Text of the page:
If they get united, the Kurds can turn into a force to reckon with. Their actual number is not exactly known, but to say 30 million would perhaps be an underestimate if anything. The homeland they call Kurdistan is huge. They haven’t thus far been able to unite under a collective leadership, but an American promise of a bigger state than the current one in Iraq, a territory that eats away into Syria and Turkey may just fit the bill and do the job.

What stands in the way of such an American-Kurdish deal is Turkey. Presently, Turkey is the only regional ally of America who is refusing to lend a hand in the fight against ISIS. The reason being Turkey’s fear of Kurdish power expansion inside Turkey and at its borders. Turkey would much prefer to see the Kurds get crushed by ISIS than otherwise. It has no problem with ISIS, and if it appeases ISIS, it can to some extent guarantee that home-grown Jihadists are not going to put Turkey on the terror hit list.

It is also likely that Turkey wishes to see ISIS expand as far as Mecca. An ISIS takeover of Arabia will first and foremost remove Al-Saud from the scene; Turkey’s natural religious rivals, and secondly, an ISIS-controlled Mecca will demand a Sunni army to liberate. And who else but Turkey fits the bill? Pakistan technically does, but Pakistan would not be interested and the logistics would be very difficult.

It is highly likely that Erdogan wants to reverse Turkey’s fortune and dismay of the events of last century when nearly a hundred years ago, Muslim Arabs with their British allies pushed Turkey out of Mecca. Would it not be Erdogan’s sweetest revenge to see the West and Arabs together begging him to liberate Mecca?

But events may not go this far if Turkey accepts America’s plan of arming and training Kurdish fighters to fight ISIS instead. In reality however, Erdogan will never accept a Kurdish state that prunes away a big chunk of Turkey.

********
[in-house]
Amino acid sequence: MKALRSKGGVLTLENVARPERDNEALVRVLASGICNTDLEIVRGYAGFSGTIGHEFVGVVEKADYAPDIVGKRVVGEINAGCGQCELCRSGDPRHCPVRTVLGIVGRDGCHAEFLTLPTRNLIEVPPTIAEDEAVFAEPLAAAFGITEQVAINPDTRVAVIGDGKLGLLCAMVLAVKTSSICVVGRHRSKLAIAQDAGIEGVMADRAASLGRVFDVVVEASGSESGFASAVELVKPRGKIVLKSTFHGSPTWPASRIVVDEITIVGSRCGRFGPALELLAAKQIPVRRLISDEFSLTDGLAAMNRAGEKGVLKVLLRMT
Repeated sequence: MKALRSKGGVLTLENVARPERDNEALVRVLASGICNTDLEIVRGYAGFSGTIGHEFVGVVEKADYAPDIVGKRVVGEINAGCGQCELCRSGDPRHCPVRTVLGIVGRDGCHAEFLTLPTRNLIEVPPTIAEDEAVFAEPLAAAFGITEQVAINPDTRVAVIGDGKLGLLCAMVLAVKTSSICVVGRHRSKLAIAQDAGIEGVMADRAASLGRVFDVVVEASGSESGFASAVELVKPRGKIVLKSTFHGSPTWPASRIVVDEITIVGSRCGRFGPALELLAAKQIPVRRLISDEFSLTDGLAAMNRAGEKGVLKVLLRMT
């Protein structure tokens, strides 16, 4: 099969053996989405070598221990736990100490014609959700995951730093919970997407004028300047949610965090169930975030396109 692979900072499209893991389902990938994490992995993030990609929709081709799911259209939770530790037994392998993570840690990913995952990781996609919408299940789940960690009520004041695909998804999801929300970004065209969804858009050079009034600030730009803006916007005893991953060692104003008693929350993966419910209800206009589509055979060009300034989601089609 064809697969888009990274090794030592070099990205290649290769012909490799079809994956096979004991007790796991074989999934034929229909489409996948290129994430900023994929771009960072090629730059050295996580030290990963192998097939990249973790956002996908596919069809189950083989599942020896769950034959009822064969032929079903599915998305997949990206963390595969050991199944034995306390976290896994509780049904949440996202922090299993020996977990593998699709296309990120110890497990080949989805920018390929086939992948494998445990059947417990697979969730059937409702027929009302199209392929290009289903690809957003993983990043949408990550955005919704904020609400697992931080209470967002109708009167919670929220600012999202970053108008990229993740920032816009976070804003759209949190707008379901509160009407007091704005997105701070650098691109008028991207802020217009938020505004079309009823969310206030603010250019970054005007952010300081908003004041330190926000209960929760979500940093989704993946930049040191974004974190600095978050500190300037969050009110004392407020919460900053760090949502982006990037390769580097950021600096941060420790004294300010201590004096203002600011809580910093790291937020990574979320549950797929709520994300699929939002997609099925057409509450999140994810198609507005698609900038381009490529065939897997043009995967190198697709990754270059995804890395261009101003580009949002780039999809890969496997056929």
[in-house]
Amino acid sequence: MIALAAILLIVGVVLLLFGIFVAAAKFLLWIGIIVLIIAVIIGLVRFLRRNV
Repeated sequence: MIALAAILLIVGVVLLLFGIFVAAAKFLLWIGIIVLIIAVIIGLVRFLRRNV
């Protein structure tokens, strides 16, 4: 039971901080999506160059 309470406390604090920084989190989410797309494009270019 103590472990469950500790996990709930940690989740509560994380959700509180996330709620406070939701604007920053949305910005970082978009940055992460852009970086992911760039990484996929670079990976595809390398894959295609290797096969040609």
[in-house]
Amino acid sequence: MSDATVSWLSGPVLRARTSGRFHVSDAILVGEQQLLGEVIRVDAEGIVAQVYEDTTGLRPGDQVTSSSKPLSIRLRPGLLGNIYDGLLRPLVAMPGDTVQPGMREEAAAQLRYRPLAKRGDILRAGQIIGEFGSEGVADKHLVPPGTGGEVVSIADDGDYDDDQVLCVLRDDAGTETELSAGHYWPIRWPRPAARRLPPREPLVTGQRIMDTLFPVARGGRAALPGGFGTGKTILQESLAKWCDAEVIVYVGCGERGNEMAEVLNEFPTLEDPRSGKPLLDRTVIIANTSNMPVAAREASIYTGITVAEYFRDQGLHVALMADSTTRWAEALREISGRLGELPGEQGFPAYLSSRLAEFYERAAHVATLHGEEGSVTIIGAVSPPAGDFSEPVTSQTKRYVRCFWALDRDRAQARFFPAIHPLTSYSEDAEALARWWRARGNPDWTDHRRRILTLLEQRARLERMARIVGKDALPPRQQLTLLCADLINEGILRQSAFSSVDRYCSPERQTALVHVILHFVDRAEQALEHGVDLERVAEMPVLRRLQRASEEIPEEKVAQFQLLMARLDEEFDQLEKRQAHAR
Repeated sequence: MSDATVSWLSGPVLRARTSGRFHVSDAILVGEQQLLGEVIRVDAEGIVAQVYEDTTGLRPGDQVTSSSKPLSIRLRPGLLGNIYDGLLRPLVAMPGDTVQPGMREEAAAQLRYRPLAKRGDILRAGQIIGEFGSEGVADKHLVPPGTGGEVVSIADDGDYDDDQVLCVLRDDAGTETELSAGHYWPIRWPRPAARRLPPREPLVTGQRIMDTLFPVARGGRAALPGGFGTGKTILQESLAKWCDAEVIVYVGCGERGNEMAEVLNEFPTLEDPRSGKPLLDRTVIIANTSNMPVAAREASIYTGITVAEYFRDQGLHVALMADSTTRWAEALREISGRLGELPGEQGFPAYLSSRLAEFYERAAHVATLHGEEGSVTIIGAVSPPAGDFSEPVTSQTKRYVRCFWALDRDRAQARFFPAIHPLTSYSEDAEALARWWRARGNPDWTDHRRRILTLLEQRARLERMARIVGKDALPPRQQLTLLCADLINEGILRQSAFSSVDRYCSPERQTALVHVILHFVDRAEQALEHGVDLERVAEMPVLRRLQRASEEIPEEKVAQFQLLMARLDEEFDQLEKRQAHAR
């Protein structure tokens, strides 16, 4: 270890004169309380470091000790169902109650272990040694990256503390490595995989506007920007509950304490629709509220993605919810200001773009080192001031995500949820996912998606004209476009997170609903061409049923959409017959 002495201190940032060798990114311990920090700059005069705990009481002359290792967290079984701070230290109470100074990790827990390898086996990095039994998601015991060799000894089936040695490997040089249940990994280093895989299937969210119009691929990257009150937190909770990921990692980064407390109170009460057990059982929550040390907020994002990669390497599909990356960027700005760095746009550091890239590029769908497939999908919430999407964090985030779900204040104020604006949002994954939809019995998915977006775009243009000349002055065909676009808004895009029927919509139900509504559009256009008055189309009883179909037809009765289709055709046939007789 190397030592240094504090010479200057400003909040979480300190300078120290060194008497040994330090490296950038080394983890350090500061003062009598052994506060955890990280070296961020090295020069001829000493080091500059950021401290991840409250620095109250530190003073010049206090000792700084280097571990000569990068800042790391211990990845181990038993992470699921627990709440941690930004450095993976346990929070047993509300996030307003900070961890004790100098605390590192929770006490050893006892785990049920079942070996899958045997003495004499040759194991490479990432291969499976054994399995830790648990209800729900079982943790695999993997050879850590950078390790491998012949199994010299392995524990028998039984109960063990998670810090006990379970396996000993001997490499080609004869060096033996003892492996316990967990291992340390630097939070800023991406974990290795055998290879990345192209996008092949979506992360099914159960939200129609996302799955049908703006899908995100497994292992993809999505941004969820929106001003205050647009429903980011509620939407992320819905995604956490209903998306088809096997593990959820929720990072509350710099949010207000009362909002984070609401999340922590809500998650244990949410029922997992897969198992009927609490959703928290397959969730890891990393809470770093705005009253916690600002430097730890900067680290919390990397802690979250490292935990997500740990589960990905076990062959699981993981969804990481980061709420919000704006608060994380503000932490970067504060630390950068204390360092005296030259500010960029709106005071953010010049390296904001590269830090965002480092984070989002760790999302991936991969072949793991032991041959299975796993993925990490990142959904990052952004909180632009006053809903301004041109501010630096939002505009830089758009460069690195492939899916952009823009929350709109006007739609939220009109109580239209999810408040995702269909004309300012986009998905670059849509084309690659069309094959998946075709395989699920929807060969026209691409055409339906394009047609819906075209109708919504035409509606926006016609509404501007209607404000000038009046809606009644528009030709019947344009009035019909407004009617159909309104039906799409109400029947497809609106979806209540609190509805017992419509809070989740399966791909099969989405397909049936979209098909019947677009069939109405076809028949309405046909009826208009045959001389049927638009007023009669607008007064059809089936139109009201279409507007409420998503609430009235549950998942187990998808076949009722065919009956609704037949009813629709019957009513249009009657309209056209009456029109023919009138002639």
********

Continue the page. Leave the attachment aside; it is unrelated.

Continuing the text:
Such an impasse can be resolved by one of two ways; either by having an undercover deal in which Turkey and America both agree that the promise of a bigger Kurdish state is going to be deceptive, or by Erdogan accepting the deal as an interim measure so as to appease America, and then pounce at the Kurds when the timing become suitable. That said, Erdogan may not need to lift a finger, because rival Kurdish leaders can be swayed to fight over the bounty they get. The divisions can be brought to the surface resulting in more infighting and bloodshed. This has happened to them a few times in history.

Either way, the Kurds are tipped to lose. The Kurds have been the subject of many deceptions, massacres and atrocities in the past and if they fall into this American trap, it won’t only be for their detriment, but also for the detriment of the entire region. So far, Syrian Kurds have played an honourable and significant role supporting the Syrian government and army, but given the volatility in policy making, this can change.

If and when the Kurds become THE declared “moderate Syrian rebels”, much attention will be needed to see whether or not they will unite under the lures and misgivings of the USA. The wisdom of Kurdish leaders will then be put to the biggest test it had thus far confronted.